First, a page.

Allen & Unwin, Australia, 2022 Cover design Luke Causby/Blue Cork
Whilst this is a rural crime fiction novel, it is also a striking and astute observation of Australian society in the 1970s. Set in a fictitious cane region in Queensland, the story centres on the investigation into the disappearance of a local teenager.
Allen & Unwin, Australia, 2022 Cover design Nada Backovic Cover photograph Cascade Hut by Mike Edmondson
This suspenseful crime tale set in the Snowy Mountains of NSW kicks off with a dramatic fiery plane crash at Khancoban airport. The pilot was Art Lorrimer, black sheep of the Lorrimer family, whose long-running feud with the Buchanans over land ownership lies beneath a complex exploration of police procedures and small-town culture.
Allen & Unwin, Australia, 2021 Cover design Nada Backovic
I’m coming late to the David Brock and Kathy Kolla party, a fact I deeply regret. I hope to make amends by getting my hands on as much of Barry Maitland’s back catalogue as possible.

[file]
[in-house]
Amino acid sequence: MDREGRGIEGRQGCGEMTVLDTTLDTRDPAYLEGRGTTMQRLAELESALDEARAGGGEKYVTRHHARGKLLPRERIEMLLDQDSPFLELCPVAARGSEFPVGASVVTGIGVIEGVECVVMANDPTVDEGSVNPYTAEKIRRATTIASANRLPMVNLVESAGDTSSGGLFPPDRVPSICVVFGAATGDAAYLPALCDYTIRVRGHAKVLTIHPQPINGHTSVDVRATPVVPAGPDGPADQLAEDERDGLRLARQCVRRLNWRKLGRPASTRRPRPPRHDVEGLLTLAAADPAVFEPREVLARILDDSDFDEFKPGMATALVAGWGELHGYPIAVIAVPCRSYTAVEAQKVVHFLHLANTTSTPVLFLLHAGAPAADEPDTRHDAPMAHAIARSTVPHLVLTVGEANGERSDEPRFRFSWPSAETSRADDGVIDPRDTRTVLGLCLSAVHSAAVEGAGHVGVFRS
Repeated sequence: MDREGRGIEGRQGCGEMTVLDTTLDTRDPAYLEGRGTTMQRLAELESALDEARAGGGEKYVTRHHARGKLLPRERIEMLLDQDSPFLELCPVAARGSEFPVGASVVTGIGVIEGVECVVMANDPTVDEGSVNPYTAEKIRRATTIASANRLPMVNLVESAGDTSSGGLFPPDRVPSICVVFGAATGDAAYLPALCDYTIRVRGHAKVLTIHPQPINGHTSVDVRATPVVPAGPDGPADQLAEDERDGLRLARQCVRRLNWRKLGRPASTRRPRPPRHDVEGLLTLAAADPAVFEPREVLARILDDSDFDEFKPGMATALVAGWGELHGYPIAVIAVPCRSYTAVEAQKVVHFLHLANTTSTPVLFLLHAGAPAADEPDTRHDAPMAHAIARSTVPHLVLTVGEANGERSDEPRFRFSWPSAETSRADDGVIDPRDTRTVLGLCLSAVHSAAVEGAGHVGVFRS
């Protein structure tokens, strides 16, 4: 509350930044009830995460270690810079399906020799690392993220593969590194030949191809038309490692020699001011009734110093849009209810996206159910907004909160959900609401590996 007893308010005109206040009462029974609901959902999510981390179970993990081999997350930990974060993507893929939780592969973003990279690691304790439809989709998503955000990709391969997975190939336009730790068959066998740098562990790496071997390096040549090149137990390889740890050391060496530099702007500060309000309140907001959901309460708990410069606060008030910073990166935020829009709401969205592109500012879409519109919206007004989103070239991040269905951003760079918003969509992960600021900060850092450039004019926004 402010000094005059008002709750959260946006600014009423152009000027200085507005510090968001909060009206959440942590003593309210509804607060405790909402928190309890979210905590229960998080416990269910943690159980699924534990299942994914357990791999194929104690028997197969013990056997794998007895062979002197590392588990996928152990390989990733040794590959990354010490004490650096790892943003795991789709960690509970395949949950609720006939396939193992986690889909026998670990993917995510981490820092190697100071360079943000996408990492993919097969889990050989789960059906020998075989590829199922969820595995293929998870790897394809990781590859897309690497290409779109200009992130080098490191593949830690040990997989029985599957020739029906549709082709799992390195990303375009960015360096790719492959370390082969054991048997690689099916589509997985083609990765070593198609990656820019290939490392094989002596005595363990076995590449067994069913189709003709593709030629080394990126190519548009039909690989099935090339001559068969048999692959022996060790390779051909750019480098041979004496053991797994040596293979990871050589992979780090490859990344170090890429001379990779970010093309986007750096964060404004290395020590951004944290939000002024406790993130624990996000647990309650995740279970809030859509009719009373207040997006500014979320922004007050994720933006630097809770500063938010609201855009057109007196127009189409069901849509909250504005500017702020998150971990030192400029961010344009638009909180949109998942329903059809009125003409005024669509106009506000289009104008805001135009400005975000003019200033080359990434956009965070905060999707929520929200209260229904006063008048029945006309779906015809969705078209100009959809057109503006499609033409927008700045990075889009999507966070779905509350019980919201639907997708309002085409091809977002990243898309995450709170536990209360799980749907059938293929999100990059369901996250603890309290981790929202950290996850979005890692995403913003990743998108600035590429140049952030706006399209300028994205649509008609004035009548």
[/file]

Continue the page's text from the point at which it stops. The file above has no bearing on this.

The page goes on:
The Russian Wife is a cracking crime read, a suave amalgam of elegant writing, fast flowing action and pleasingly complex characters. I was immediately wedded to the welfare of our leads, despite only just now meeting them, 27 years into their on-page careers.
Halstead Press, Australia, 2021 Designer Mark Rashleigh
Two brutal murders begin this story, set in north-west NSW. As we know the identity of the perpetrator, the focus of this book is not on discovery of the criminal but rather on understanding his character, on following the much-thwarted police investigation into an ever-mounting number of deaths surrounding him, on political and financial corruption and on the lives of the landowners and the rural community.